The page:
"So the prophet departed, and waited for the king by the way, and disguised himself with ashes upon his face."

– 1 Kings 20.38.

"And Tamar put ashes on her head, and rent her garment of divers colours that was on her"

2 Samuel 13.19.


Indian holy men (Naga sadhus) have gone naked, covered with ash, for millennia.


Jewish misogyny

"It cannot be denied that male beliefs about 'honor' have made it a brilliant instrument of psychological and cultural oppression. Rape has become a means through which the taboos of a community ... the intrinsic sinfulness of women, in the importance of virginity prior to marriage, and in the shamefulness of being raped ... can be used to rend it from within."

– Sam Harris, The End of Faith, p188,

The misogyny of Judaism is plain enough. Essentially, women were baby-making chattel, without rights, and wholly subordinate to their fathers, brothers and husbands. Daughters could be sold as slaves (Exodus 21.7). A wife, passing from the ownership of her father to the ownership of her husband, had before her a lifelong role of producing and raising children. To be childless ("barren") had the stigma of God's disapproval. In many of Judaism's holy stories "divine intervention" worked its magic to cure the curse of infertility. All shall breed:

"Thou shalt be blessed above all people: there shall not be male or female barren among you, or among your cattle."

– Deuteronomy 7.14.

Yet clearly, even within the semi-nomadic patriarchal society of the Jews male priests had to contend with – and eliminate – rival priestesses. Aspects of the sacred feminine which could not be totally erased were assimilated into a minor or subsidiary role of an all-embracing Yahweh cult.

One of the oldest extant passages of Jewish scripture tells the story of Deborah (Judges 4-5), a prophetess and judge from the warlord period. The Song of Deborah tells how this female soothsayer supposedly guided the conquest of Galilee.

"And Deborah, a prophetess, the wife of Lapidoth, she judged Israel at that time. And she dwelt under the palm tree of Deborah between Ramah and Bethel in mount Ephraim: and the children of Israel came up to her for judgment."

– Judges 4.4,5.

Almost uniquely in the sagas of the Jews, Deborah is neither victim nor villain. The tale probably originated in the northern kingdom before it was overrun, and with it, a tradition which allowed women to share in tribal leadership. A fainter echo of "priestess power" is found in the story of Hulda the prophetess, who is consulted by the "righteous" king Josiah on an unknown book of Moses "found" in the temple during rebuilding work, the "restatement" of the law known as Deuteronomy. Rather conveniently, Hulda confirms that the book is indeed a genuine script from the pen of Moses, including presumably the verses which describe the great man's own death and burial! (Deuteronomy 34.5,12). A purge of non-Yahweh cults immediately followed (2 Chronicles 34).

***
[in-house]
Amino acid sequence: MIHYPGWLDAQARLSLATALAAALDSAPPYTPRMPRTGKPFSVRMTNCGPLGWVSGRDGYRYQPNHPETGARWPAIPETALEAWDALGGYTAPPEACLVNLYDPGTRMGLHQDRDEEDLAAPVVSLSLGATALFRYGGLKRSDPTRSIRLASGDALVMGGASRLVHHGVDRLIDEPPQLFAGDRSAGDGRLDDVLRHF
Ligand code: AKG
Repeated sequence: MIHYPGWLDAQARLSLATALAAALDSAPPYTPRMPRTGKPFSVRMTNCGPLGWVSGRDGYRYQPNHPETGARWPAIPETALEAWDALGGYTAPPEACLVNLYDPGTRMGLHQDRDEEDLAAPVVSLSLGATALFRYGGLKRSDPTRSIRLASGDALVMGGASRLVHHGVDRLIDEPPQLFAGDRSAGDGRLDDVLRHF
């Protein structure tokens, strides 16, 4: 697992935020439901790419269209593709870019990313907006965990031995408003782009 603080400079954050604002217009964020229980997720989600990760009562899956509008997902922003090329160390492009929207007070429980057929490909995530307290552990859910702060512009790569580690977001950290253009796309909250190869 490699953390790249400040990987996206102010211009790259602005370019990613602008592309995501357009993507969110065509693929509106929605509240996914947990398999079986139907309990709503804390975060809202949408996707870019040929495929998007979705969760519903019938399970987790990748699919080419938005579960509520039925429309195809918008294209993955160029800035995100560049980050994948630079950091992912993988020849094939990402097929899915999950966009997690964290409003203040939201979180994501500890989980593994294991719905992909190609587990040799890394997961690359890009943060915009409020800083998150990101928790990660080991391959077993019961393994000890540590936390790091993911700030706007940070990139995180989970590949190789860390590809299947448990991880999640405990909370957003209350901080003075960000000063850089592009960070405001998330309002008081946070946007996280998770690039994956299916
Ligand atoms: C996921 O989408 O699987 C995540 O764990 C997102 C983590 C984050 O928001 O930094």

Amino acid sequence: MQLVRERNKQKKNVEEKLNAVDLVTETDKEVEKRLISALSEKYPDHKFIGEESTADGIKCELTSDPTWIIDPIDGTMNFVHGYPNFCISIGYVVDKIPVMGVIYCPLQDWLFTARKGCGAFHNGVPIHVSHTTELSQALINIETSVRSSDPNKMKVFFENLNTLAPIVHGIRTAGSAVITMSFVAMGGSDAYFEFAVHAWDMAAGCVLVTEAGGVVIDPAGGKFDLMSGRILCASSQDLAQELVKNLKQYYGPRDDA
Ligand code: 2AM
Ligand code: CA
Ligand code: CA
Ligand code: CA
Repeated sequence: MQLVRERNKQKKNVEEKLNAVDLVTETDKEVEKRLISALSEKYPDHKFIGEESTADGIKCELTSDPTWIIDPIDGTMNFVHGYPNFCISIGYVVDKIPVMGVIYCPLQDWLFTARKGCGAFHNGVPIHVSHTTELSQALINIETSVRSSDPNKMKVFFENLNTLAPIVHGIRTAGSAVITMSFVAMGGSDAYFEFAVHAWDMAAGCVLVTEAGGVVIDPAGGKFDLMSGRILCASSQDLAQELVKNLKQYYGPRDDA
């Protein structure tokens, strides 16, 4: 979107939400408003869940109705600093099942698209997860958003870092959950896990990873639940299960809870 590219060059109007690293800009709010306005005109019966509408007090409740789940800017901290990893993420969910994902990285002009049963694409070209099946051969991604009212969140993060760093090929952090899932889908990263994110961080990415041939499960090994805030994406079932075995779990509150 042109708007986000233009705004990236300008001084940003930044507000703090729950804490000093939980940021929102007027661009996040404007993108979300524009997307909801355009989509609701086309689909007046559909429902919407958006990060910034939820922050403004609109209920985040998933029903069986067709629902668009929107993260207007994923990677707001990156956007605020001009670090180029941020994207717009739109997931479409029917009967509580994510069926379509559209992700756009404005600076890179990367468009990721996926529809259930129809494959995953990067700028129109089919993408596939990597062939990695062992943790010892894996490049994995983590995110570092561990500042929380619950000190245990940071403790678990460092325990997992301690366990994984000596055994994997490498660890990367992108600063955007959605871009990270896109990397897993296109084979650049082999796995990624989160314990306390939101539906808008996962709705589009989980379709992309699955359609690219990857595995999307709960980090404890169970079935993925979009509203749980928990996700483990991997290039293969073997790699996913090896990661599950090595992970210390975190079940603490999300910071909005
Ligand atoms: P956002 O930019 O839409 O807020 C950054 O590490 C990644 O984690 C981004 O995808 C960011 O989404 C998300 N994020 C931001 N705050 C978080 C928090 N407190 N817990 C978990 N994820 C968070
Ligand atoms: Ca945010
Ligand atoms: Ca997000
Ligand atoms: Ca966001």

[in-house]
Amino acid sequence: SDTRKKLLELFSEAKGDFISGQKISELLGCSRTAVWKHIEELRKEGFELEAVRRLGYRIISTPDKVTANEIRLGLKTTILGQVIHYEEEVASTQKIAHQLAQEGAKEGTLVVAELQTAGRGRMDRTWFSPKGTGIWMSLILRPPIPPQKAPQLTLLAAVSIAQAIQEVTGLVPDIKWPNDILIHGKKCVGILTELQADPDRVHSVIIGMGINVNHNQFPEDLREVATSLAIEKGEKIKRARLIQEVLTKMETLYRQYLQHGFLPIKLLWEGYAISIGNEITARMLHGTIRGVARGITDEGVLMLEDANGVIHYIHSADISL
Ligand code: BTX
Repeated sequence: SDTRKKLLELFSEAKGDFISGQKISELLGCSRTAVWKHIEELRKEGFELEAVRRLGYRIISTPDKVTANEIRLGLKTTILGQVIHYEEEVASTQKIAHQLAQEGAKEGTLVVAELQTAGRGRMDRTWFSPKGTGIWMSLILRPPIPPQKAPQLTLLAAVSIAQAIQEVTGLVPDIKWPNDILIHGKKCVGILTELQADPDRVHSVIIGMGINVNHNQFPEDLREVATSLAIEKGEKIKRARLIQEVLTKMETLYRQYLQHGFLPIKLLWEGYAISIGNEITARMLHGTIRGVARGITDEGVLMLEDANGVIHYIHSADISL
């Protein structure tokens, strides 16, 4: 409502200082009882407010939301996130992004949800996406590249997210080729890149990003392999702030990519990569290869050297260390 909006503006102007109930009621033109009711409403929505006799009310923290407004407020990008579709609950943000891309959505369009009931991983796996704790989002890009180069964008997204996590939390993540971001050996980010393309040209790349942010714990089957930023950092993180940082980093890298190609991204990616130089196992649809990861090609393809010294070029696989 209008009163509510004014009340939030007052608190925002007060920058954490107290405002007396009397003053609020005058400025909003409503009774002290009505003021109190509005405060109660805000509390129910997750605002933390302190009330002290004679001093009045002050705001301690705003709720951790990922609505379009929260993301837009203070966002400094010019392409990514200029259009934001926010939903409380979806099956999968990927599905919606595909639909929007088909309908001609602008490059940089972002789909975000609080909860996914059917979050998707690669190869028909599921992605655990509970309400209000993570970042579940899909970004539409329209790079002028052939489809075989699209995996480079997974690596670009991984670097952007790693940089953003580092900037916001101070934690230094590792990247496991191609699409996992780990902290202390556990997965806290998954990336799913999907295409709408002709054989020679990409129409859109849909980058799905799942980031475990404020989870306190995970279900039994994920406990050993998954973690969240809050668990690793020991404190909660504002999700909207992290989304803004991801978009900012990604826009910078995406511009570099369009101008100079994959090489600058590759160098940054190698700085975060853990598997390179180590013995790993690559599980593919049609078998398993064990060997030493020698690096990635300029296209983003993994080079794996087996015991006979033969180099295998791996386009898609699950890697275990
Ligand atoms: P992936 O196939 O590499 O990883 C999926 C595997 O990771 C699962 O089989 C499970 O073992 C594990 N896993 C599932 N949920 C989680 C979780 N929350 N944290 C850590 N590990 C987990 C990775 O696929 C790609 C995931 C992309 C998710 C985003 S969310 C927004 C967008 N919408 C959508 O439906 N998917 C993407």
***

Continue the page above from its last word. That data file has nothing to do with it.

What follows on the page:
Assimilation of the Sacred Feminine

"The religion of the Rabbis ... was for men only, since women were not required – and therefore not permitted – to become Rabbis, to study Torah or to pray in the synagogue. The woman's role was to maintain the ritual purity of the home ... In practice, this meant they were regarded as inferior."

– Karen Armstrong, A History of God, p92.

The heroines Deborah and Hulda were the residue of an earlier age. In the emergent Judaism of the southern kingdom, female meddling in the arcane art of speaking for God was not to be tolerated. Nor were women to be involved in certain festivals (Exodus 23.17) or allowed into the inner courts of the temple. The later prophet Ezekiel will warn:

"Set thy face against the daughters of thy people, which prophesy out of their own heart ... Woe to the women ... lying to my people that hear your lies ... Because with lies ye have ... strengthened the hands of the wicked ... Therefore ye shall see no more vanity, nor divine divinations: for I will deliver my people out of your hand: and ye shall know that I am the LORD."

– Ezekiel 13.17,23.

and Proverbs warned of the dangers posed by "strange women":

"Solomon ... was beloved of his God made king over all Israel: nevertheless even him did outlandish women cause to sin. Shall we then hearken unto you to do all this great evil, to transgress against our God in marrying strange wives?"

– Nehemiah 13.26,27.

In the utterances of the Jewish male prophets, women were not only self-indulgent huzzies, they were easily led into superstition and false gods and by nature were sly and deceitful:

" I find more bitter than death the woman whose heart is snares and nets and her hands as bands, whoso pleaseth God shall escape from her but the sinner shall be taken by her."

– Ecclesiastes 7.26.

threatened retribution to women who forgot their subordinate place:

"Tremble ye women that are at ease; be troubled, ye careless ones: strip you, and make you bare, and gird sackcloth upon your loins."

– Isaiah 32.11.